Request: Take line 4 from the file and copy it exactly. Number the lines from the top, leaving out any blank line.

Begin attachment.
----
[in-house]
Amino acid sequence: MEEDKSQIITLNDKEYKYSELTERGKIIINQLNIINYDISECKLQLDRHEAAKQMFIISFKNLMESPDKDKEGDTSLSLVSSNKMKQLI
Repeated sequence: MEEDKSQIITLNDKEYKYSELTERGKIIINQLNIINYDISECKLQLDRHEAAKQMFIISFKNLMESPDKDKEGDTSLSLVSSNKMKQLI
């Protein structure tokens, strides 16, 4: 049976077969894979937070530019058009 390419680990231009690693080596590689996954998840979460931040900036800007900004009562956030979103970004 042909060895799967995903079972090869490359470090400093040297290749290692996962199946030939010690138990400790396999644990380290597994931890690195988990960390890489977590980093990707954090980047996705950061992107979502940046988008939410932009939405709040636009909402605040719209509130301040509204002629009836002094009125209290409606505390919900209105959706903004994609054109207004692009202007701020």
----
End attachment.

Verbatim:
């Protein structure tokens, strides 16, 4: 049976077969894979937070530019058009 390419680990231009690693080596590689996954998840979460931040900036800007900004009562956030979103970004 042909060895799967995903079972090869490359470090400093040297290749290692996962199946030939010690138990400790396999644990380290597994931890690195988990960390890489977590980093990707954090980047996705950061992107979502940046988008939410932009939405709040636009909402605040719209509130301040509204002629009836002094009125209290409606505390919900209105959706903004994609054109207004692009202007701020």